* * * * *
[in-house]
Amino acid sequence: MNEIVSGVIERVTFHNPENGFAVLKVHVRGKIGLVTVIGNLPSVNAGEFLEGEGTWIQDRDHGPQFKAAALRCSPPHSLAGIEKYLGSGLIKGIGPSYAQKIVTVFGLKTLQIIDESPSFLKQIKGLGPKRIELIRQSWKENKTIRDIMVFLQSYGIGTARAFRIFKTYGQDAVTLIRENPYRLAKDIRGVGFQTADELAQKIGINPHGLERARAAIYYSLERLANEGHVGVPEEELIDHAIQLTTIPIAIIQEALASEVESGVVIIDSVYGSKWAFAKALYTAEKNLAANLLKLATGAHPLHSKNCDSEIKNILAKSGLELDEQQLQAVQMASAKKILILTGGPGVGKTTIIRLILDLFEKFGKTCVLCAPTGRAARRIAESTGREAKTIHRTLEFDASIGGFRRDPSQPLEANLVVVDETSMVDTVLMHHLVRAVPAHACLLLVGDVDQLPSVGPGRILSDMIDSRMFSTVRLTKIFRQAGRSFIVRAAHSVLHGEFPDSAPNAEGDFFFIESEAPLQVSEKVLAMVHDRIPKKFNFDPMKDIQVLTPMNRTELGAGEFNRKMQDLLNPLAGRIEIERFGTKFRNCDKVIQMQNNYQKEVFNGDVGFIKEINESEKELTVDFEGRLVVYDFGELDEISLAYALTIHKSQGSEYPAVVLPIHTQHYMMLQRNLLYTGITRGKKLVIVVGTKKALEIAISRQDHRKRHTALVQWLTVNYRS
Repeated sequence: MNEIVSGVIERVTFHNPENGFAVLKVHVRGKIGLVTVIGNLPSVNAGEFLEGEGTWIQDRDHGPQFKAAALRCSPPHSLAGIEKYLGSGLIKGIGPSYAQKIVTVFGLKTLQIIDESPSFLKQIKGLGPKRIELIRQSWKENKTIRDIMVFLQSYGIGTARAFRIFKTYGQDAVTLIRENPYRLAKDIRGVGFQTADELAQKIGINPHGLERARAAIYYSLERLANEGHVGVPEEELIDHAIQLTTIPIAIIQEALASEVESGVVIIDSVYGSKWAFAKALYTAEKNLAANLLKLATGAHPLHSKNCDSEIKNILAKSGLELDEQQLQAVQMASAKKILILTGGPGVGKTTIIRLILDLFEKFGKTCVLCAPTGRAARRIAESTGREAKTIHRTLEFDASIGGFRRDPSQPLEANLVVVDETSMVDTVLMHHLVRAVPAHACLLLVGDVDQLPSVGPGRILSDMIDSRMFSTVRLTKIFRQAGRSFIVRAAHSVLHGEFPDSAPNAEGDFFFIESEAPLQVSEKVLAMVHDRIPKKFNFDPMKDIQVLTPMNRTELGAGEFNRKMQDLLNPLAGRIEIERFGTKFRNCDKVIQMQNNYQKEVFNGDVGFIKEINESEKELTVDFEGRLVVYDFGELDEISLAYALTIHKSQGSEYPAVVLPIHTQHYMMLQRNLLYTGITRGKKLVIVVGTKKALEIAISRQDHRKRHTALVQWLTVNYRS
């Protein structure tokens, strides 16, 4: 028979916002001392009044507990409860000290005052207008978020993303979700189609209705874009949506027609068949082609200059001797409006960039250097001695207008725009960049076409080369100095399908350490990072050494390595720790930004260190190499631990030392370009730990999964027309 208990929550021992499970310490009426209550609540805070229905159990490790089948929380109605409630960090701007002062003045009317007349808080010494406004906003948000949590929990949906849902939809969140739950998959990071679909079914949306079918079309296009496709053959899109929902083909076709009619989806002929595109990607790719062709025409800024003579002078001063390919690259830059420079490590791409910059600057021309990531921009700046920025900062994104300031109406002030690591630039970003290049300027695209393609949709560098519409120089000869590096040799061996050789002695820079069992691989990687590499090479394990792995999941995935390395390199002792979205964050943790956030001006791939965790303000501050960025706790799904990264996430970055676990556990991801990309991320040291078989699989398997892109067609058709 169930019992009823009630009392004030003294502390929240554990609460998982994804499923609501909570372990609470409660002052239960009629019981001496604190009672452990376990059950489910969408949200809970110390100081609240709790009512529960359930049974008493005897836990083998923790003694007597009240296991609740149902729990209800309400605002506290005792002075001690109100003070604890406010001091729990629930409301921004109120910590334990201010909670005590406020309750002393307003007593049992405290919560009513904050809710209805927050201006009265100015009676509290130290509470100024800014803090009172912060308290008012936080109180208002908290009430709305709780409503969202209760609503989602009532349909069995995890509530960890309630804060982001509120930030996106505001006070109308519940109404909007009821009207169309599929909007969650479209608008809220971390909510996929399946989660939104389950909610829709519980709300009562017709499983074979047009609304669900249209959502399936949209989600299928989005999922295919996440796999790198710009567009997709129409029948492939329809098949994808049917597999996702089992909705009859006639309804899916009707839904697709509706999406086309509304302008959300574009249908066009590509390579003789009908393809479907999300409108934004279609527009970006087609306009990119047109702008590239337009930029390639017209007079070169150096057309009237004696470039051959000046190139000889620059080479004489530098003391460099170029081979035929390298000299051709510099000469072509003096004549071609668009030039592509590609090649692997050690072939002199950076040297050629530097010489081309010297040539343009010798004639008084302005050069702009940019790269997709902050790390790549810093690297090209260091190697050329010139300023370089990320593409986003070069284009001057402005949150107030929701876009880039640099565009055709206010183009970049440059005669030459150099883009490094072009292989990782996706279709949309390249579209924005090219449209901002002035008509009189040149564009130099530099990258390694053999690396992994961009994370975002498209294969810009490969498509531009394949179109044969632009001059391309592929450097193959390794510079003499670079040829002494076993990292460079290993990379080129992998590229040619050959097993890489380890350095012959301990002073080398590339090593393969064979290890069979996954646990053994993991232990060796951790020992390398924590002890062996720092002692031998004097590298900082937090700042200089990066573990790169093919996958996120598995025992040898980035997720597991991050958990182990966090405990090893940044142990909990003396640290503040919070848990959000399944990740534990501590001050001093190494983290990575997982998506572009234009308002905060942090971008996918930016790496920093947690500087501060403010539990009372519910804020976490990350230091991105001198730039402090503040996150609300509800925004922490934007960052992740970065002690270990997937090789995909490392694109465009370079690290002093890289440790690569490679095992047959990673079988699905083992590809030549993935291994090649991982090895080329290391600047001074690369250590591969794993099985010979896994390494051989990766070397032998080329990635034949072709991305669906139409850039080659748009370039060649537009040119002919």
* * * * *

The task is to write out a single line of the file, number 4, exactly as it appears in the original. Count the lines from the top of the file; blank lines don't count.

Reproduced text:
């Protein structure tokens, strides 16, 4: 028979916002001392009044507990409860000290005052207008978020993303979700189609209705874009949506027609068949082609200059001797409006960039250097001695207008725009960049076409080369100095399908350490990072050494390595720790930004260190190499631990030392370009730990999964027309 208990929550021992499970310490009426209550609540805070229905159990490790089948929380109605409630960090701007002062003045009317007349808080010494406004906003948000949590929990949906849902939809969140739950998959990071679909079914949306079918079309296009496709053959899109929902083909076709009619989806002929595109990607790719062709025409800024003579002078001063390919690259830059420079490590791409910059600057021309990531921009700046920025900062994104300031109406002030690591630039970003290049300027695209393609949709560098519409120089000869590096040799061996050789002695820079069992691989990687590499090479394990792995999941995935390395390199002792979205964050943790956030001006791939965790303000501050960025706790799904990264996430970055676990556990991801990309991320040291078989699989398997892109067609058709 169930019992009823009630009392004030003294502390929240554990609460998982994804499923609501909570372990609470409660002052239960009629019981001496604190009672452990376990059950489910969408949200809970110390100081609240709790009512529960359930049974008493005897836990083998923790003694007597009240296991609740149902729990209800309400605002506290005792002075001690109100003070604890406010001091729990629930409301921004109120910590334990201010909670005590406020309750002393307003007593049992405290919560009513904050809710209805927050201006009265100015009676509290130290509470100024800014803090009172912060308290008012936080109180208002908290009430709305709780409503969202209760609503989602009532349909069995995890509530960890309630804060982001509120930030996106505001006070109308519940109404909007009821009207169309599929909007969650479209608008809220971390909510996929399946989660939104389950909610829709519980709300009562017709499983074979047009609304669900249209959502399936949209989600299928989005999922295919996440796999790198710009567009997709129409029948492939329809098949994808049917597999996702089992909705009859006639309804899916009707839904697709509706999406086309509304302008959300574009249908066009590509390579003789009908393809479907999300409108934004279609527009970006087609306009990119047109702008590239337009930029390639017209007079070169150096057309009237004696470039051959000046190139000889620059080479004489530098003391460099170029081979035929390298000299051709510099000469072509003096004549071609668009030039592509590609090649692997050690072939002199950076040297050629530097010489081309010297040539343009010798004639008084302005050069702009940019790269997709902050790390790549810093690297090209260091190697050329010139300023370089990320593409986003070069284009001057402005949150107030929701876009880039640099565009055709206010183009970049440059005669030459150099883009490094072009292989990782996706279709949309390249579209924005090219449209901002002035008509009189040149564009130099530099990258390694053999690396992994961009994370975002498209294969810009490969498509531009394949179109044969632009001059391309592929450097193959390794510079003499670079040829002494076993990292460079290993990379080129992998590229040619050959097993890489380890350095012959301990002073080398590339090593393969064979290890069979996954646990053994993991232990060796951790020992390398924590002890062996720092002692031998004097590298900082937090700042200089990066573990790169093919996958996120598995025992040898980035997720597991991050958990182990966090405990090893940044142990909990003396640290503040919070848990959000399944990740534990501590001050001093190494983290990575997982998506572009234009308002905060942090971008996918930016790496920093947690500087501060403010539990009372519910804020976490990350230091991105001198730039402090503040996150609300509800925004922490934007960052992740970065002690270990997937090789995909490392694109465009370079690290002093890289440790690569490679095992047959990673079988699905083992590809030549993935291994090649991982090895080329290391600047001074690369250590591969794993099985010979896994390494051989990766070397032998080329990635034949072709991305669906139409850039080659748009370039060649537009040119002919």